On March 15, four days after [another] disturbance, there was still some confusion because people's belongings were not yet sorted out, but it felt like the day after a big storm. The emergency meeting of barracks chiefs lasted from morning to evening, in part because the Japanese office leaders in attendance were not familiar with procedural rules. A few stubborn individuals added to the problem. It was made clear at the meeting that both Rev. Tsuha and Mr. Tachibana, leaders of the Tule Lake group, had been partly responsible for the disturbance. Mr. Williams issued a statement saying that all internees except those in the segregated area could expect camp life to return to normal.


More on Tule Lake

The internee population of Tule Lake Camp was eighteen thousand in October 1944. There were many families, so the camp resembled a town in Japan. Because there were many young girls at the camp, romances blossomed. This, fanned by an uncertain future, led to rash and impulsive behavior. Forty to fifty babies were born every month. Japanese-language schools were not allowed at relocation centers, but there were seven at Tule Lake, two of which were specifically named First National School and Second National School. Mr. Tokuji Adachi was a principal at one of the schools.

Tule Lake Camp measured about a mile and a half on its northwest side and a mile on its northeast side. Seventy-four barracks housed two to four hundred people each. There was an administration office, hospital, schools, police station, fire station, post office, immigration office, baseball field, shops, warehouse, and graveyard. In one corner of the camp was a military barracks. There were two reservoirs nearby with a railway running parallel to them. Tule Lake is in northern California, near Oregon, so the climate is pleasant, even in winter. The hospital facilities were good, like those of a university hospital. There were five doctors, white and Japanese, including Dr. Hashiba (a brain surgeon from the Mainland) and Dr. Kazuo Miyamoto from Hawaii. They were always shorthanded. Doctors and technicians were paid $19.00 per month, all others $16.00. Workers were given a stipend of $3.50 per month for clothing. [NOTE: No mention of barbed wire or guard towers.]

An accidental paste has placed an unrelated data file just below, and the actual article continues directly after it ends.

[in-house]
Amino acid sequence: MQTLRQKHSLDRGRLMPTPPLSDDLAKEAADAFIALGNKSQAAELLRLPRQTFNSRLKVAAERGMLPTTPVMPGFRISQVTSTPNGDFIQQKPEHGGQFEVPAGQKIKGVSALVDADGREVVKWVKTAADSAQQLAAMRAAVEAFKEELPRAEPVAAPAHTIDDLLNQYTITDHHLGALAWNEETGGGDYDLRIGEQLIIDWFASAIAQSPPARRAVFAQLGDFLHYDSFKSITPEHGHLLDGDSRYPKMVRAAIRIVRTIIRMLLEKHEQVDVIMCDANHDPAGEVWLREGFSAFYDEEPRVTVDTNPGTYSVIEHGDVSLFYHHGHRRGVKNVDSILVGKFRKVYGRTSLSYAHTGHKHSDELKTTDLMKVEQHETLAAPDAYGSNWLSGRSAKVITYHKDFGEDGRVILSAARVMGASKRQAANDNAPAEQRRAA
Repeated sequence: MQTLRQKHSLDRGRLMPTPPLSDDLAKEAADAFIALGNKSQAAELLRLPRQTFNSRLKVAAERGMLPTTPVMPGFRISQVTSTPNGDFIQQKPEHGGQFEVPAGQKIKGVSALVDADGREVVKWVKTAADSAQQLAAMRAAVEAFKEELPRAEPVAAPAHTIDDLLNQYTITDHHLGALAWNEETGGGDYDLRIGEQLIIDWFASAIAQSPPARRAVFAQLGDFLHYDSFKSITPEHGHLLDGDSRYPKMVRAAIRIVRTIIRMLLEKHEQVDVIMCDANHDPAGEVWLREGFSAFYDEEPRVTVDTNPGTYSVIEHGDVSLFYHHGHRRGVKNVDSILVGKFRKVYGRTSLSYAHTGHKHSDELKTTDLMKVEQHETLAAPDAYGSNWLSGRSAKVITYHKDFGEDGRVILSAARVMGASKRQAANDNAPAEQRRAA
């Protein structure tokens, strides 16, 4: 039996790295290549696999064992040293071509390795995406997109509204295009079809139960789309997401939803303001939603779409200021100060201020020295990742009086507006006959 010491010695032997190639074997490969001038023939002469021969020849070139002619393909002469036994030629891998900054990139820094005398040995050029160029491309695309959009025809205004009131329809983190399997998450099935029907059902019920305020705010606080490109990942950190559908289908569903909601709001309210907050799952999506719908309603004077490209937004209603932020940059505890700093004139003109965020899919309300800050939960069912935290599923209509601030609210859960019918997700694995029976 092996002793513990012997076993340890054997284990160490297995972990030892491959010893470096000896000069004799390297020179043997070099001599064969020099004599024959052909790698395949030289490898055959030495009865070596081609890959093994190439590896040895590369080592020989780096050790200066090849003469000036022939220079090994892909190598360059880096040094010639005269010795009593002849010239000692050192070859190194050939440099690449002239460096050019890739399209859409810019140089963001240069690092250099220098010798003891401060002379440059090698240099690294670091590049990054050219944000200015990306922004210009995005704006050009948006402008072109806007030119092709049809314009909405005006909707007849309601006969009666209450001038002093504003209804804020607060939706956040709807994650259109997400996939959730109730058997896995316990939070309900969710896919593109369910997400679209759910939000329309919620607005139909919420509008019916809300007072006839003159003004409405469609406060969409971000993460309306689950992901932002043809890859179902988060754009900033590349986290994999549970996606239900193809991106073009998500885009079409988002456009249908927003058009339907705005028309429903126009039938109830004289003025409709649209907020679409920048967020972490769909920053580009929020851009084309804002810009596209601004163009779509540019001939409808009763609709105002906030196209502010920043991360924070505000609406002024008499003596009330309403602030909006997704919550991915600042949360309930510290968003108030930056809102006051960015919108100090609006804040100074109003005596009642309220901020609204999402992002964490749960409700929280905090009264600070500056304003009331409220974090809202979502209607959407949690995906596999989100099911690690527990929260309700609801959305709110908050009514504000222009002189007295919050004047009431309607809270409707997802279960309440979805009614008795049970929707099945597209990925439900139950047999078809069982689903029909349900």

Japanese American Soldiers

As I mentioned earlier, the conscription of Japanese Americans was a hotly debated and sensitive topic for Issei and Nisei. The following incidents took place at Tule Lake: The mother of a soldier tearfully begged her son to kill himself on the way to the front because it would be a disgrace to their ancestors if he shot at the flag of the Rising Sun. The son answered that he would not kill himself but that he was among the three hundred Nisei soldiers who had pledged not to do battle in Japan. His mother was satisfied and let him go.

In another instance, a commander wanted to send a Japanese American soldier fluent in both Japanese and English to Japan. He promised to pay him three times the usual salary. The young soldier asked the officer to consider his feelings and to send him anywhere but Japan. The commander was impressed by the young man's sincerity and agreed. These are just two instances in which the U.S. military considered and respected the feelings of Japanese American soldiers.


Issei, Nisei and Kibei

Internees at Tule Lake included four categories of Issei and Nisei:
  1. Those who wanted to return to Japan
  2. Those who had refused to pledge their loyalty to the United States
  3. Those who were known to be disloyal at the time
  4. Families of these men who requested cohabitation.
There were about five to six thousand internees in each group.